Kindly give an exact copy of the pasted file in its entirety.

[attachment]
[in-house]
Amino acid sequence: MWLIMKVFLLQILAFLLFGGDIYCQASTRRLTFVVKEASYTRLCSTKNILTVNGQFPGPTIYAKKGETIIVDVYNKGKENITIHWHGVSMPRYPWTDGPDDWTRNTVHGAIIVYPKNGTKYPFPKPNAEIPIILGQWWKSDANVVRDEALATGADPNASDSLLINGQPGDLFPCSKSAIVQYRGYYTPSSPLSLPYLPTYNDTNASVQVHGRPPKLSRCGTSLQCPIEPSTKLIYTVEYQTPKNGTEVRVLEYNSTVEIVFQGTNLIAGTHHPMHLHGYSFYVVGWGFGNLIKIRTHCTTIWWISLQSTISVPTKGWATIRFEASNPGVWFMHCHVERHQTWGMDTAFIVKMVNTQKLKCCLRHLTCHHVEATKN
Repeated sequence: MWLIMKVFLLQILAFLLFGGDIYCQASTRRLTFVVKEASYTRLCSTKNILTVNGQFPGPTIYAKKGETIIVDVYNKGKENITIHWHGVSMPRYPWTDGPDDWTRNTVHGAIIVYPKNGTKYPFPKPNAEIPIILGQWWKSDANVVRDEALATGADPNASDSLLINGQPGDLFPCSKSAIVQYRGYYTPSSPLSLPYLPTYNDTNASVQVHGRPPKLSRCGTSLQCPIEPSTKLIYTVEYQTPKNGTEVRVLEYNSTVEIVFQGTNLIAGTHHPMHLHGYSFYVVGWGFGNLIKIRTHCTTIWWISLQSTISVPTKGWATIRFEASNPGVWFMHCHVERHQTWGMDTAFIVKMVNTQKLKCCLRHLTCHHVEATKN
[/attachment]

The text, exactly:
[in-house]
Amino acid sequence: MWLIMKVFLLQILAFLLFGGDIYCQASTRRLTFVVKEASYTRLCSTKNILTVNGQFPGPTIYAKKGETIIVDVYNKGKENITIHWHGVSMPRYPWTDGPDDWTRNTVHGAIIVYPKNGTKYPFPKPNAEIPIILGQWWKSDANVVRDEALATGADPNASDSLLINGQPGDLFPCSKSAIVQYRGYYTPSSPLSLPYLPTYNDTNASVQVHGRPPKLSRCGTSLQCPIEPSTKLIYTVEYQTPKNGTEVRVLEYNSTVEIVFQGTNLIAGTHHPMHLHGYSFYVVGWGFGNLIKIRTHCTTIWWISLQSTISVPTKGWATIRFEASNPGVWFMHCHVERHQTWGMDTAFIVKMVNTQKLKCCLRHLTCHHVEATKN
Repeated sequence: MWLIMKVFLLQILAFLLFGGDIYCQASTRRLTFVVKEASYTRLCSTKNILTVNGQFPGPTIYAKKGETIIVDVYNKGKENITIHWHGVSMPRYPWTDGPDDWTRNTVHGAIIVYPKNGTKYPFPKPNAEIPIILGQWWKSDANVVRDEALATGADPNASDSLLINGQPGDLFPCSKSAIVQYRGYYTPSSPLSLPYLPTYNDTNASVQVHGRPPKLSRCGTSLQCPIEPSTKLIYTVEYQTPKNGTEVRVLEYNSTVEIVFQGTNLIAGTHHPMHLHGYSFYVVGWGFGNLIKIRTHCTTIWWISLQSTISVPTKGWATIRFEASNPGVWFMHCHVERHQTWGMDTAFIVKMVNTQKLKCCLRHLTCHHVEATKN